The gym was packed 30 minutes before tipoff. College scouts were in the house.
It was an epic early-season national top-25 match up between No. 12 Mountain Pointe High and visiting Pinnacle, No. 23 in the latest MaxPreps ranking, and the Pride rolled to a 26-point second-half lead in an awesome display of power and walloped the defending 6A state basketball champions, 74-59, Tuesday night in Ahwatukee.
Mountain Pointe (8-0), fueled by solid man-to-man defense and selfless offensive play, made a strong case to move into the national top 10 and left little doubt as to who is the best team in the state at this early juncture. Pinnacle (6-1) was fresh off a win over Shadow Mountain, the defending 4A state champ and regarded as the third giant in Arizona high school hoops.
Four Pride players scored in double figures and a fifth was a point away.
“We weren’t going to let anybody come in our house and punch us in the mouth,” said Pride senior point guard Khalid Price. “We have been waiting to prove that we’re the best team in the state all off season and before this game, so we knew we had to play tough defense because that’s key to us winning.”
Price (9 points, 6 rebounds, 7 assists) played nearly every second until the game was decided. Since walking off the court at Wells Fargo Arena in the title-game loss last March he vowed revenge against the Pioneers, who took the championship he believed the Pride should have won.
With Price applying full-court, intense defense, University of Arizona-commit Nico Mannion, Pinnacle’s senior guard, scored 20 points, six fewer than his average. Price did not allow Mannion many drives to the basket and swiped at every pass to force turnovers.
As the Pride’s lead mounted, Mannion seemed to try to put his team on his shoulders to get it back in the game. The harder he pressed, though, the more turnovers he made and more shots he missed. Mountain Pointe ran off of the rebounds or recoveries to easy baskets, including several spectacular dunks.
Price drove to the lane and dumped the ball inside to 6-foot-10 senior Jalen Graham (20 points, 10 rebounds, 6 assists, 3 blocked shots) or 6-8 DeAndre Henry (12 points, 9 rebounds) to make post moves.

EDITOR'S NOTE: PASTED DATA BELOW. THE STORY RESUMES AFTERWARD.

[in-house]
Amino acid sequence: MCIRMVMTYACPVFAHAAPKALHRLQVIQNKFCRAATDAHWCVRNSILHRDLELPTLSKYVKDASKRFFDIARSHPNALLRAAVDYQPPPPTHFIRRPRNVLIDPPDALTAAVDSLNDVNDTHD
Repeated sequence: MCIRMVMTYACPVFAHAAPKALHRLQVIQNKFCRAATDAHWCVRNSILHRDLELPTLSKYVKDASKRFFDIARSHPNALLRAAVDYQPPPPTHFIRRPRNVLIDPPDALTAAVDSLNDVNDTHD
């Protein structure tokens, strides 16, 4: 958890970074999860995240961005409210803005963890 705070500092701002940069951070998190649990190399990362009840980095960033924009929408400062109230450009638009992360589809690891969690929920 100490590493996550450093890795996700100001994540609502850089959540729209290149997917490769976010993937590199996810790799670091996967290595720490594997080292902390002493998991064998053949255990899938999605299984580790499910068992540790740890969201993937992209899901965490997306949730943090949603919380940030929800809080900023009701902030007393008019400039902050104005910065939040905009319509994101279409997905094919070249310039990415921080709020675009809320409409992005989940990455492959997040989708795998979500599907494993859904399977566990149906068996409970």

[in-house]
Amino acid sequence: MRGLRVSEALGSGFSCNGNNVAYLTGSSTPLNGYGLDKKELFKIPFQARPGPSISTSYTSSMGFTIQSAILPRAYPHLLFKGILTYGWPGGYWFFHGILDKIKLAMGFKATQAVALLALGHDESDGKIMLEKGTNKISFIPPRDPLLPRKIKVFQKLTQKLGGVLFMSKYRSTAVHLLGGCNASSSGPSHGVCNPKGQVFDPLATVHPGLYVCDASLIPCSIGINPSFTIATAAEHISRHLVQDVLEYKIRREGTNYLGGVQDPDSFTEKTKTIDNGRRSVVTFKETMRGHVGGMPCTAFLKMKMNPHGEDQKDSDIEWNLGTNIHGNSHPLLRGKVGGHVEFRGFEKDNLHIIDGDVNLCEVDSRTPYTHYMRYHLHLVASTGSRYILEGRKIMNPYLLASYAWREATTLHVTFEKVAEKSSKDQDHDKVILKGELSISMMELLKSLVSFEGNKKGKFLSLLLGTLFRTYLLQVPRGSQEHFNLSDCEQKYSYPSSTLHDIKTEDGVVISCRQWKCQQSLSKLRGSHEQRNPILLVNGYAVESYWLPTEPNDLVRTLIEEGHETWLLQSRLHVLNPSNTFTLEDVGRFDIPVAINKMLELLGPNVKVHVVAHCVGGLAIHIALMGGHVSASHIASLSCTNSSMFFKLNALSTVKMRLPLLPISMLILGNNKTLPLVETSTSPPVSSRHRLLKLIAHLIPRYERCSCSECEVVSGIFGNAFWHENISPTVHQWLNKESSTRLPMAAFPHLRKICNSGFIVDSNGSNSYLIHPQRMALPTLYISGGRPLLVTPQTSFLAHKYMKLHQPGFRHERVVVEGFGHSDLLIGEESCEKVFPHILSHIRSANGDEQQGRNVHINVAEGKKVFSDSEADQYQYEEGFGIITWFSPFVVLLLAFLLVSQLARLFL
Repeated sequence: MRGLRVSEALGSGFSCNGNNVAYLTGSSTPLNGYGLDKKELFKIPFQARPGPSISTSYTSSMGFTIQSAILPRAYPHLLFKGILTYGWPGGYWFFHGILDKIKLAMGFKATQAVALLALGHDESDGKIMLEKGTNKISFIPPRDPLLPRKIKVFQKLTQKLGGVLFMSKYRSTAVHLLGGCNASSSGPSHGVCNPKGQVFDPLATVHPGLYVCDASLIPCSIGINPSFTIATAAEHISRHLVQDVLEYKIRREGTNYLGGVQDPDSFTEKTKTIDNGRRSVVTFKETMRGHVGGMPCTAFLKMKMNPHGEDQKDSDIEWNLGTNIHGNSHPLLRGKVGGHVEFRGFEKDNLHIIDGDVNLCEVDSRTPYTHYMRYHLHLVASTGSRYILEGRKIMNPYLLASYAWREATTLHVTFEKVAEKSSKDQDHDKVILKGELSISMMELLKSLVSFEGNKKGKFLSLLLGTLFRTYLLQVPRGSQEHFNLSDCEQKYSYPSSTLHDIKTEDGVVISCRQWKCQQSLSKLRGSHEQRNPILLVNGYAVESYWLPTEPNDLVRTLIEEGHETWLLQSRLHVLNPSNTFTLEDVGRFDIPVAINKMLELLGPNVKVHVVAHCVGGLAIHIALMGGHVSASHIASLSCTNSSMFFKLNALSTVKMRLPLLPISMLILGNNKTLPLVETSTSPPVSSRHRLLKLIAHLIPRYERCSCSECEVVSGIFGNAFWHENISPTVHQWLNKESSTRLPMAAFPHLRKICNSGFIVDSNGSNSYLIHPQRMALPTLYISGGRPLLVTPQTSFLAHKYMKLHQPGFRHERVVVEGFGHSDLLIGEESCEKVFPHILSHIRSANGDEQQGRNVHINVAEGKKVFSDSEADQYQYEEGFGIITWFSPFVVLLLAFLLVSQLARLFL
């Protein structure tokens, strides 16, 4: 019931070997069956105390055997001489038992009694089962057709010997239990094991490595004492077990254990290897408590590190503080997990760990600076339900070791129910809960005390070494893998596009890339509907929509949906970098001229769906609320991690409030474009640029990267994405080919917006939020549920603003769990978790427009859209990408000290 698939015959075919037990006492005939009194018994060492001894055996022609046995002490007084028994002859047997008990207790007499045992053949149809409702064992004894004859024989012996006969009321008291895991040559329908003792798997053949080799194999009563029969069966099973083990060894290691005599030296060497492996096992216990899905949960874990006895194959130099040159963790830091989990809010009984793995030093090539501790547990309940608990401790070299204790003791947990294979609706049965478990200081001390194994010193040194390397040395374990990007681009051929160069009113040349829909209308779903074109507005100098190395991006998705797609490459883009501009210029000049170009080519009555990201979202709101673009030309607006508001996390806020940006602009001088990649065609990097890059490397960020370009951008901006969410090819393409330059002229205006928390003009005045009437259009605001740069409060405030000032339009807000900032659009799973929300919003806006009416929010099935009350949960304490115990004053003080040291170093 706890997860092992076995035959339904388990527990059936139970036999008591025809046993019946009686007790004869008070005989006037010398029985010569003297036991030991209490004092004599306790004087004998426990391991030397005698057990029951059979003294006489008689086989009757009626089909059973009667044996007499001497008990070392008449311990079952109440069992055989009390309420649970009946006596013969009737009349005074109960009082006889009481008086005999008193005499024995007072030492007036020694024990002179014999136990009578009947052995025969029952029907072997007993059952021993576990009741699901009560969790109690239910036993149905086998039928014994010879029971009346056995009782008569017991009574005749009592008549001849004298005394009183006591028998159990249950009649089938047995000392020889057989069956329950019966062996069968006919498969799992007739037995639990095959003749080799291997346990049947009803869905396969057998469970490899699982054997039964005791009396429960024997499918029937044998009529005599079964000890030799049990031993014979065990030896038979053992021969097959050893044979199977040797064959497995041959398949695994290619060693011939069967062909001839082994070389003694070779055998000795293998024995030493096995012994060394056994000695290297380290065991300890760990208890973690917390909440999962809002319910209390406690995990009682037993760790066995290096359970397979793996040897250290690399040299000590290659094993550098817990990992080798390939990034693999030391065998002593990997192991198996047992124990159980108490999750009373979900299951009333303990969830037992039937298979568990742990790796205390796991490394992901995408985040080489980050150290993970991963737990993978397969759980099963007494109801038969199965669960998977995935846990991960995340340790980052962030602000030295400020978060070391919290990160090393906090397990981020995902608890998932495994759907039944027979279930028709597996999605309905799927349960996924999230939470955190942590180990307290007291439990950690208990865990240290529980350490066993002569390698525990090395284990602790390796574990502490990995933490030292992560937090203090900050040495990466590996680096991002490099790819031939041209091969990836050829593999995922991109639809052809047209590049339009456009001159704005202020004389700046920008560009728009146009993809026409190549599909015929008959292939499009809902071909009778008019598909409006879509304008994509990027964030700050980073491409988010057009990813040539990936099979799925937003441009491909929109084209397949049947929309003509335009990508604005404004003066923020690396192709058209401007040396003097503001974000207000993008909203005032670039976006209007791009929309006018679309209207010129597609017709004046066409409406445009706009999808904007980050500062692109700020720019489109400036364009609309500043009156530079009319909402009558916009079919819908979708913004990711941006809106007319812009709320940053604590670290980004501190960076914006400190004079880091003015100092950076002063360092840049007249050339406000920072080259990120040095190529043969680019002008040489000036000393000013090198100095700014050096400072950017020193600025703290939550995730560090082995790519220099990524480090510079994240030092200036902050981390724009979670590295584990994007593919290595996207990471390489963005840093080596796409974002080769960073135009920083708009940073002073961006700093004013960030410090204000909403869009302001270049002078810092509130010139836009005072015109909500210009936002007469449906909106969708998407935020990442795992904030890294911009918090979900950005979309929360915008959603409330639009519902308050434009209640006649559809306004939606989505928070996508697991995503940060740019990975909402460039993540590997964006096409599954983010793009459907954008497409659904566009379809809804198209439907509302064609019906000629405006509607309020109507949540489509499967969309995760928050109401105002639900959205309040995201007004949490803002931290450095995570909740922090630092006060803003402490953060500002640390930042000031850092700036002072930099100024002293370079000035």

When Mountain Pointe did settle into a half-court offense, Pinnacle often had a smaller defender guard Graham in the high post with 6-10 Pioneers center Tosh Baker waiting in the paint in what was essentially a double team. Baker has a bigger body than Graham but he could not match Graham’s quickness and footwork. With two dribbles and a spin, Graham nearly always found himself at the rim flushing highlight dunks.
A pair of three-pointers early in the fourth quarter by Mountain Pointe sophomore Jason Kimbrough (15 points) sent the crowd into a frenzy and seemingly broke the Pioneers. With Pinnacle focusing its defense primarily on Graham and Price, Kimbrough was open for spot-up jumpers.
“Jason Kimbrough is the first one in the gym. He’s the last one in the gym,” Pride first-year coach Kirk Fauske said. “We end practice at 7:30, and he doesn’t leave until 8:45 or 9.
“Those shots you saw that he hit, he puts up about 100 or 200 of those after practice. He works so hard and it’s great to see that kid be so successful on a stage like this as a sophomore.”
Despite opening the season 8-0, Fauske said Mountain Pointe had not played up to its standards, specifically allowing too many points.
“In the locker room, Jalen and Khalid had a team meeting and said, ‘This is what we’re doing. We didn’t play well against Basha. We didn’t play well against Hamilton. But we’re going to play well tonight,’ and it’s going to carry us through the rest of the season.”
The Pride’s only flaw was getting sloppy against the Pinnacle press in the closing minutes and allowing the Pioneers to trim a few points off the lead. Still up 20 with less than 2 minutes left, the Pride were still running the court at full-speed, playing pressure defense and even trash-talking a little bit.
Mountain Pointe senior guard J’Shaan Strover, who scored 14 points, said the continued full-on effort was a result of the conditioning and championship-level mindset that Fauske has instilled during practices.
“We’ve been running every practice, putting in work on the track and we’ve been preparing to have games like this,” Strover said. “We’re doing line drills and coach makes sure we touch every line, just for a physical game like this where we’re running up and down the floor and have the stamina to defend hard all game.”
Price said the team is nowhere near as good as the players believe it can be by the end of the season.
“We feel like the best team in the state. This was a step in proving that. It’s all up from here, and I think the unselfish way we played showed that if we play this well, we don’t think any team in the state can beat us,” Price said.
Mountain Pointe travels to North High on Dec. 6. Pinnacle faces Fresno (Calif.) San Joaquin Memorial at Chaparral High in Scottsdale on Dec. 6.